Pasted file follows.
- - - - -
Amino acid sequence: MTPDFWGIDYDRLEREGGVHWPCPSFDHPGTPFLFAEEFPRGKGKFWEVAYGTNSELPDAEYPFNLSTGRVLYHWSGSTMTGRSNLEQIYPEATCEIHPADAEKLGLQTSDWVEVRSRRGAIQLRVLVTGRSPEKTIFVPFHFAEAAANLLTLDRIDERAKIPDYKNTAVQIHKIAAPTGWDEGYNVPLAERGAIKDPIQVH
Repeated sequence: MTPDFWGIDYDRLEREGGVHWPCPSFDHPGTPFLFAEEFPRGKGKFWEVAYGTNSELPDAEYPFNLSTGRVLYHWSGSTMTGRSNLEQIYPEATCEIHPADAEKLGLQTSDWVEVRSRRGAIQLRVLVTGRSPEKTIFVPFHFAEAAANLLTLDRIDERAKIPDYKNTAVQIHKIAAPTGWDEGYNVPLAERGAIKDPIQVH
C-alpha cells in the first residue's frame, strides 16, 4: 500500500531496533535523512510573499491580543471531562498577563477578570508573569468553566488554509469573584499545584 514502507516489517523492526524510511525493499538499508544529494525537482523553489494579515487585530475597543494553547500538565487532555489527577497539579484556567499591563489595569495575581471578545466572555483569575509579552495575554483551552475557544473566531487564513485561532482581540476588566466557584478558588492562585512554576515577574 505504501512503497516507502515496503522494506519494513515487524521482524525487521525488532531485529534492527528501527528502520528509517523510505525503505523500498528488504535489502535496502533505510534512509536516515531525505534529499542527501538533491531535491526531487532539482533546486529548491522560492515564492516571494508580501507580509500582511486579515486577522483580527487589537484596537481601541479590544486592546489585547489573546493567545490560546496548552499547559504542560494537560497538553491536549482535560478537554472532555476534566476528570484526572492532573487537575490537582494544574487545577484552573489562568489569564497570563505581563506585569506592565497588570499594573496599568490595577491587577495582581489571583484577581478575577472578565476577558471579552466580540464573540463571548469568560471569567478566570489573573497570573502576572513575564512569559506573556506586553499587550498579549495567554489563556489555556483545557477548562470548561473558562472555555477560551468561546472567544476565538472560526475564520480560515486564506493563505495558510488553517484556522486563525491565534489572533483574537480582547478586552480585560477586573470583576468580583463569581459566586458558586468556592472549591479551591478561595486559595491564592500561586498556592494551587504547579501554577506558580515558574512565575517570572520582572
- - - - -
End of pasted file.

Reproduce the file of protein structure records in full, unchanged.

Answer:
Amino acid sequence: MTPDFWGIDYDRLEREGGVHWPCPSFDHPGTPFLFAEEFPRGKGKFWEVAYGTNSELPDAEYPFNLSTGRVLYHWSGSTMTGRSNLEQIYPEATCEIHPADAEKLGLQTSDWVEVRSRRGAIQLRVLVTGRSPEKTIFVPFHFAEAAANLLTLDRIDERAKIPDYKNTAVQIHKIAAPTGWDEGYNVPLAERGAIKDPIQVH
Repeated sequence: MTPDFWGIDYDRLEREGGVHWPCPSFDHPGTPFLFAEEFPRGKGKFWEVAYGTNSELPDAEYPFNLSTGRVLYHWSGSTMTGRSNLEQIYPEATCEIHPADAEKLGLQTSDWVEVRSRRGAIQLRVLVTGRSPEKTIFVPFHFAEAAANLLTLDRIDERAKIPDYKNTAVQIHKIAAPTGWDEGYNVPLAERGAIKDPIQVH
C-alpha cells in the first residue's frame, strides 16, 4: 500500500531496533535523512510573499491580543471531562498577563477578570508573569468553566488554509469573584499545584 514502507516489517523492526524510511525493499538499508544529494525537482523553489494579515487585530475597543494553547500538565487532555489527577497539579484556567499591563489595569495575581471578545466572555483569575509579552495575554483551552475557544473566531487564513485561532482581540476588566466557584478558588492562585512554576515577574 505504501512503497516507502515496503522494506519494513515487524521482524525487521525488532531485529534492527528501527528502520528509517523510505525503505523500498528488504535489502535496502533505510534512509536516515531525505534529499542527501538533491531535491526531487532539482533546486529548491522560492515564492516571494508580501507580509500582511486579515486577522483580527487589537484596537481601541479590544486592546489585547489573546493567545490560546496548552499547559504542560494537560497538553491536549482535560478537554472532555476534566476528570484526572492532573487537575490537582494544574487545577484552573489562568489569564497570563505581563506585569506592565497588570499594573496599568490595577491587577495582581489571583484577581478575577472578565476577558471579552466580540464573540463571548469568560471569567478566570489573573497570573502576572513575564512569559506573556506586553499587550498579549495567554489563556489555556483545557477548562470548561473558562472555555477560551468561546472567544476565538472560526475564520480560515486564506493563505495558510488553517484556522486563525491565534489572533483574537480582547478586552480585560477586573470583576468580583463569581459566586458558586468556592472549591479551591478561595486559595491564592500561586498556592494551587504547579501554577506558580515558574512565575517570572520582572